The biggest thing you can do for yourself as a creative person is to identify what obstacles are going to be get in the way of your goals, and nip them in the bud.

If I want to write fiction first thing in the morning, for example, that means I need to finish that pressing client project the night before, and install Freedom on my computer so I can block the internet. If I want to cut down on my sugar intake, I should probably (maybe) give away that box of chocolates grandma gave me for Christmas. If I want to stop getting distracted by Twitter, I should take it off my phone.

Track your progress

How do you know you’re improving if you’re not charting your progress? If you’re technologically minded, try using a goal-setting site like Lifetick or an app like GoalsOnTrack to keep track of goal progress. (For a nice rundown of different goal-setting apps, check out this post from Michael Hyatt.)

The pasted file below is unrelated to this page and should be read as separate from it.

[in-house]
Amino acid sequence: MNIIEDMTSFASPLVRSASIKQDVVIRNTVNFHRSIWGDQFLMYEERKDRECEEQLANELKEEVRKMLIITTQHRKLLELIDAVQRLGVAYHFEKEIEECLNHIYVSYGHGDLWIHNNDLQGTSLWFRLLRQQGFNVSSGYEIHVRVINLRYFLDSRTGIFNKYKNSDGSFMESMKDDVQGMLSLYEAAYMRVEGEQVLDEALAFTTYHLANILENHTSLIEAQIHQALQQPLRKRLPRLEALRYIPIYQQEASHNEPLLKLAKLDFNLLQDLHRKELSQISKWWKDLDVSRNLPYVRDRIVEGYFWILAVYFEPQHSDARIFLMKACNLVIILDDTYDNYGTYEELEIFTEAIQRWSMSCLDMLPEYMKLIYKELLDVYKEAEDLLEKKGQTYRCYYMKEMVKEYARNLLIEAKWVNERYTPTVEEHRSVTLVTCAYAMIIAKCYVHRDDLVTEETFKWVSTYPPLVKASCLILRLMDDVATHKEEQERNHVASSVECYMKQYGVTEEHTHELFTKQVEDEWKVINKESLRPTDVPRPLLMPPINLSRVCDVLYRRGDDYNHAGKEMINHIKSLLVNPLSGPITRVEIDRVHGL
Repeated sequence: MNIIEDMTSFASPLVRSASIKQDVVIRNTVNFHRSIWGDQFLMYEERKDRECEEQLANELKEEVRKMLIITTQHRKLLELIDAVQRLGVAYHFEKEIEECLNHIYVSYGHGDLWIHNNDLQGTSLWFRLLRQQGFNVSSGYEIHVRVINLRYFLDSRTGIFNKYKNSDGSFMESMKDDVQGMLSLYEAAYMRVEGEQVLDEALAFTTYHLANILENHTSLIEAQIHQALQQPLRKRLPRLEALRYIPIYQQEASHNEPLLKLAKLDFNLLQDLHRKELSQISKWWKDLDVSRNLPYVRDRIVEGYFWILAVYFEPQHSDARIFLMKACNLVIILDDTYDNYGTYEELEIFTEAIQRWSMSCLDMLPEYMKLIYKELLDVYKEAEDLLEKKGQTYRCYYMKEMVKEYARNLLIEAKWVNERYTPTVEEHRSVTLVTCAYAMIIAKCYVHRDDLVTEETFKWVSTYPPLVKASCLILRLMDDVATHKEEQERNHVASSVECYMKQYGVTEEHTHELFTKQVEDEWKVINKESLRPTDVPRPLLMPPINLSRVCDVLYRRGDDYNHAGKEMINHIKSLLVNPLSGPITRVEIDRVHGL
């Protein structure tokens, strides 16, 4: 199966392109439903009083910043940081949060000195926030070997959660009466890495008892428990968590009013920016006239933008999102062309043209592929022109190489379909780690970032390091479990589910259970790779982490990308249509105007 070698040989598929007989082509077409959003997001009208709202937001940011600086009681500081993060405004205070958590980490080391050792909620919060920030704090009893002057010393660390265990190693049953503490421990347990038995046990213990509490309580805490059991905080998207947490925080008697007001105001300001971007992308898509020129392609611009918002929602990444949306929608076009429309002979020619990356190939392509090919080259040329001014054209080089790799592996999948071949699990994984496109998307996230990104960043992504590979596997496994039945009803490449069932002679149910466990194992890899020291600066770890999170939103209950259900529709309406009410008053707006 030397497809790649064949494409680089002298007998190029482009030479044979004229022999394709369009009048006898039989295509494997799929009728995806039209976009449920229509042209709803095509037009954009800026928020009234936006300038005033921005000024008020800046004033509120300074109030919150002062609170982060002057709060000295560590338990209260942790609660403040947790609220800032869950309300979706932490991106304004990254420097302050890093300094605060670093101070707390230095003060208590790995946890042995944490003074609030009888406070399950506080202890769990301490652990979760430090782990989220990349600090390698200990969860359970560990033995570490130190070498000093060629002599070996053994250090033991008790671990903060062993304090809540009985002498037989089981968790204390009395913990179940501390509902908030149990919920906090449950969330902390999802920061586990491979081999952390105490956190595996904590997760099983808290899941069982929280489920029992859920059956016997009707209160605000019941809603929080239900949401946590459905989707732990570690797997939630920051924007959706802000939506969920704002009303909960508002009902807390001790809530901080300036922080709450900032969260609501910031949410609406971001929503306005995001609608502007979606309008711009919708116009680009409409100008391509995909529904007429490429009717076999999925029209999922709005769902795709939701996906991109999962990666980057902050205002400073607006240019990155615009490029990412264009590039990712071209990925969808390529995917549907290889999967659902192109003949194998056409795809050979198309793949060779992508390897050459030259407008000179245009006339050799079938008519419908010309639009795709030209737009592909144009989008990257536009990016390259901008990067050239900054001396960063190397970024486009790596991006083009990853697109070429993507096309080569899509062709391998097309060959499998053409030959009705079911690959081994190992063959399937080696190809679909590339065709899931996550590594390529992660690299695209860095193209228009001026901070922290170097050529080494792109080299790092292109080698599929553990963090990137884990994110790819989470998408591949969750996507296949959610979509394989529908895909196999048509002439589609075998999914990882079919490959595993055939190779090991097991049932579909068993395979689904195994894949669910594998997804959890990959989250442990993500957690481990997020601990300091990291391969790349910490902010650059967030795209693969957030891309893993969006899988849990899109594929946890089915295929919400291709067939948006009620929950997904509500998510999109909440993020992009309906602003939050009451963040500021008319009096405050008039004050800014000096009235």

Or you can go old-school like me, and just hang a calendar above your desk with a color-coded system of check marks. (Feel free to give yourself a gold star when you’ve done extra well – I totally do whenever I hit 1000 words!)

Check in, and tweak as you go

The important thing is to not view your goals as static, but rather to allow them to adapt and change.

If writing three times a week before breakfast just isn’t working, try writing at a different time of day. Or try dictating while you walk, or some other form of writing that gets the words out. Scheduling yourself regular check-ins gives you the ability to adapt your resolutions as you go, rather than simply deciding they’re failures if they don’t work out on the first go around.

I saw this great post today on ZenHabits.net about conducting a monthly review. In it, Leo Babauta talks about taking a few minutes at the end of every month to check in with yourself and see where you’re succeeding, and where you could be doing little better.


 

How are your creative New Years resolutions going? What are you finding to be the biggest obstacles to making time for your creative projects? Let me know in the comments!

(This post was adapted from an article I originally wrote for GovPilot.)

Three Brains Are Better than One: How Accountability Groups Keep Me On Track